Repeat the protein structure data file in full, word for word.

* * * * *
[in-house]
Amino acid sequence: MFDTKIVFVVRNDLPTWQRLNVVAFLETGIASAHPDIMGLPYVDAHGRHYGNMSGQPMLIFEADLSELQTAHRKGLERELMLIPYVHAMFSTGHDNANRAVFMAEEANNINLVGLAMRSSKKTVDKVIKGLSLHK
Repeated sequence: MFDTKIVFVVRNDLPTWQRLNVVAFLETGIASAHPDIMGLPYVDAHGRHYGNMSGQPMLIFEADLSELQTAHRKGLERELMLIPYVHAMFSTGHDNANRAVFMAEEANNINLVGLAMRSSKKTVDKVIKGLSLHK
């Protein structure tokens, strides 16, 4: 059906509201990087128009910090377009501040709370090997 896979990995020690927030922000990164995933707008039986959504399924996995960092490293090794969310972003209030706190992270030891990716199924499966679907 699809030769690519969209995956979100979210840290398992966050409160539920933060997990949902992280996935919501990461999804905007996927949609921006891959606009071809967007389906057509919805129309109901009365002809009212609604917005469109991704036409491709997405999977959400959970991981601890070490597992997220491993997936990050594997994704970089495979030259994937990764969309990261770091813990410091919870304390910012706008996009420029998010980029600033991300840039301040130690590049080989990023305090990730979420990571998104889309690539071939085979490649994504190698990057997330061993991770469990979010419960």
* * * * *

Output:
[in-house]
Amino acid sequence: MFDTKIVFVVRNDLPTWQRLNVVAFLETGIASAHPDIMGLPYVDAHGRHYGNMSGQPMLIFEADLSELQTAHRKGLERELMLIPYVHAMFSTGHDNANRAVFMAEEANNINLVGLAMRSSKKTVDKVIKGLSLHK
Repeated sequence: MFDTKIVFVVRNDLPTWQRLNVVAFLETGIASAHPDIMGLPYVDAHGRHYGNMSGQPMLIFEADLSELQTAHRKGLERELMLIPYVHAMFSTGHDNANRAVFMAEEANNINLVGLAMRSSKKTVDKVIKGLSLHK
């Protein structure tokens, strides 16, 4: 059906509201990087128009910090377009501040709370090997 896979990995020690927030922000990164995933707008039986959504399924996995960092490293090794969310972003209030706190992270030891990716199924499966679907 699809030769690519969209995956979100979210840290398992966050409160539920933060997990949902992280996935919501990461999804905007996927949609921006891959606009071809967007389906057509919805129309109901009365002809009212609604917005469109991704036409491709997405999977959400959970991981601890070490597992997220491993997936990050594997994704970089495979030259994937990764969309990261770091813990410091919870304390910012706008996009420029998010980029600033991300840039301040130690590049080989990023305090990730979420990571998104889309690539071939085979490649994504190698990057997330061993991770469990979010419960």